YARMOUTH — Two candidates are running for one open seat on the Town Council.
Joan Dollarhite and Rob Waeldner are seeking the seat vacated by Steve Woods. Woods, who served as chairman for three years, resigned the day after losing the June 10 Democratic primary in state Senate District 25.
Neither Dollarhite or Waeldner have held elected office, although they have each served on various boards and committees.
Dollarhite grew up in Cumberland and has lived in Yarmouth for four years with her husband and 9-year-old son. She is a legal assistant at the Portland law firm of Norman, Hanson and DeTroy.
Dollarhite is a board member of the Yarmouth PTO for kindergarten through eighth grade, and volunteers as a Cub Scout leader.
“I didn’t want to fade into the background,” Dollarhite said. “I want to serve the town.”
While she said she doesn’t “have anything particular in mind that needs improvement,” there are some issues she knows the council needs to address. One is whether the U.S. Route 1 bridge should be renovated or torn down.
“I think taking down the Route 1 bridge is the best option for Main Street,” Dollarhite said.
Dollarhite said businesses on Main Street keep leaving and that if elected she wants to see what she can do to stem the attrition. She said many of these businesses are moving to Route 1, but that some residents think Route 1 doesn’t always feel cohesive with the rest of Yarmouth.
“We need to tame Route 1 so it can become part of our village,” Dollarhite said.
While more businesses may be developed along the Route 1 corridor, Dollarhite said the town’s new Character-Based Development Code can help keep businesses from looking out of place and help maintain Yarmouth’s character.
“I think the character is the look of the business,” Dollarhite said. “It’s not difficult to require businesses to stay within a defined character.”
Dollarhite said she also understands safety concerns, especially if new businesses bring more traffic through town. She said the way the town plans the streets should force traffic to slow down.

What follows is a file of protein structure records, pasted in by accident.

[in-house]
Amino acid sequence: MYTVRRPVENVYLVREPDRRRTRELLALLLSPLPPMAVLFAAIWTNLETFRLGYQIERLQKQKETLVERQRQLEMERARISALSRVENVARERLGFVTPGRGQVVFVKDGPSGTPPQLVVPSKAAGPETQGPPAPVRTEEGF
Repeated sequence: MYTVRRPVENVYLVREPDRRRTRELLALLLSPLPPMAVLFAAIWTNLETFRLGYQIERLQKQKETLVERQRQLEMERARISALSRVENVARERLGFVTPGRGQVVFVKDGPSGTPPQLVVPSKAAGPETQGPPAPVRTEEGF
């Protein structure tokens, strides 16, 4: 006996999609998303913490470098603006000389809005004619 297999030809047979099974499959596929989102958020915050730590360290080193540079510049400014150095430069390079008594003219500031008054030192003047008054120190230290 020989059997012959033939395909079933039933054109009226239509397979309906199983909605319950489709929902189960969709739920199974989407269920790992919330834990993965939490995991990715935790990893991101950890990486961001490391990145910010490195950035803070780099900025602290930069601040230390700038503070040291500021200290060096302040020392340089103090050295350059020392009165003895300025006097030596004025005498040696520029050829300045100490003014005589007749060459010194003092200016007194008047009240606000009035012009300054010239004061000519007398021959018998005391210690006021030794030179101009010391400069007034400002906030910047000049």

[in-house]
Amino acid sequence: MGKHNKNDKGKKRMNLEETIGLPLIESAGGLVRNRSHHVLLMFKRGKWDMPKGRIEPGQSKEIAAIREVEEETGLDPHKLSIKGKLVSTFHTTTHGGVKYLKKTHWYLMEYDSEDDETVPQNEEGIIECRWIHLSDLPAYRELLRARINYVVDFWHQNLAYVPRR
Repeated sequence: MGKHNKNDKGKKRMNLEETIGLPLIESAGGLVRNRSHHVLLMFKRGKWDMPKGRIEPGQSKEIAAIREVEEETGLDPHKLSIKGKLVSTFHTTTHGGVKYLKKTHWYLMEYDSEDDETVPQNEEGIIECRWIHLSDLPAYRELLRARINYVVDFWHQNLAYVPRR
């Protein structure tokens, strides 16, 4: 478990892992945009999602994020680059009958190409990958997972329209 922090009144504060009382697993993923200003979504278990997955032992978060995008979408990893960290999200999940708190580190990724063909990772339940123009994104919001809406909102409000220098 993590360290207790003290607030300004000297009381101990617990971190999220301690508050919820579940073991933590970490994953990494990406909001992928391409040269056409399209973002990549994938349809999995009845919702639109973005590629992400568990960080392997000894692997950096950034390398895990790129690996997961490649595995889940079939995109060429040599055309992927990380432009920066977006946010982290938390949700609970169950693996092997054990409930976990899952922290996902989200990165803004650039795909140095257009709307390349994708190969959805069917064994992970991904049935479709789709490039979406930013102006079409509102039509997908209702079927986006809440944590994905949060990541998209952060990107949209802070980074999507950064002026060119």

“If we want it to be a safe place for pedestrians and bicyclists, we’ll make it a safe place,” she said.
Dollarhite said public transportation could help with this problem, and she supports the council’s decision to join METRO’s three-year pilot program for bus service to Portland.
She also said she understands how hard councilors work on the budget and that she likes it as it is.
“I know a lot of work goes into looking at every line item on the budget,” Dollarhite said. “I don’t think there’s any excess.”
Dollarhite said Yarmouth doesn’t always communicate with residents enough about issues happening in town and she said she’d like to change this. She said “the concerns of citizens can’t be pushed to the bottom of the pile.”
“I think as a town councilor I’d be there for the town to communicate with them and be responsive,” she said.
Waeldner is an attorney in private practice and has lived in Yarmouth for 16 years. He and his wife have three children, in grades 10, 9, and 5 in the Yarmouth school system.
Waeldner has been on the Little League board of directors for seven years and has been a mentor in Yarmouth schools for six years. He is also the chairman of the IT Technology Review Board at the Maine Technology Institute. Previously, he was on the Yarmouth Chamber of Commerce board of directors and a Rotary Club member.
Waeldner ran for Town Council in the June 10 election but lost. He said he’s running again because he wants to serve.
“I don’t have a specific agenda, but I love this community and I want to do my part to ensure it remains a great place and can get better,” he said.
As for whether the Route 1 bridge should stay up, Waeldner said he doesn’t have a view either way on the topic. He said that while he’s not sure what should be done, he wants to “create a well-thought out approach.”
“I want to be part of that process and make sure it’s done properly,” Waeldner said.
Waeldner said he sees how businesses are faring on Main Street and that he wants to stop them from “turning over so quickly.” He said if Yarmouth can get more businesses on Main Street, it’ll be good for the town’s economy. Waeldner said he’d also like to see more businesses on Route 1, but only if it’s done the right way.
“If we increase the number of businesses, it has to be done in a proper way with trees, parking spots, and more of a village feel opposed to the current Route 1,” he said.
Waeldner said bringing more businesses to town will “bring more traffic, but not crazy amounts.” He said he doesn’t think it would cause safety issues.
Waeldner said he’s also interested in bringing more affordable housing options to Yarmouth. He said he knows some residents have issues with how cluster homes might look in town, but that under the right zoning, this wouldn’t be a problem.
“I think a thoughtful approach to zoning can help maintain our character as well as enhance it,” he said.
Waeldner said joining METRO for the pilot program was a good decision and he hopes enough Yarmouth residents support and use it.
“It’s worth a try at least,” he said. “I think it’d be great if it worked.”
Waeldner said if he were elected to the Town Council, he would have a central goal.
“Strong communities are based on strong households, excellent schools, and successful businesses. I want to support all three of those,” he said.
Waeldner said his background and experience as a lawyer would be useful.
“It’s helpful to have a knowledge with laws and regulations so I think that’ll help,” he said.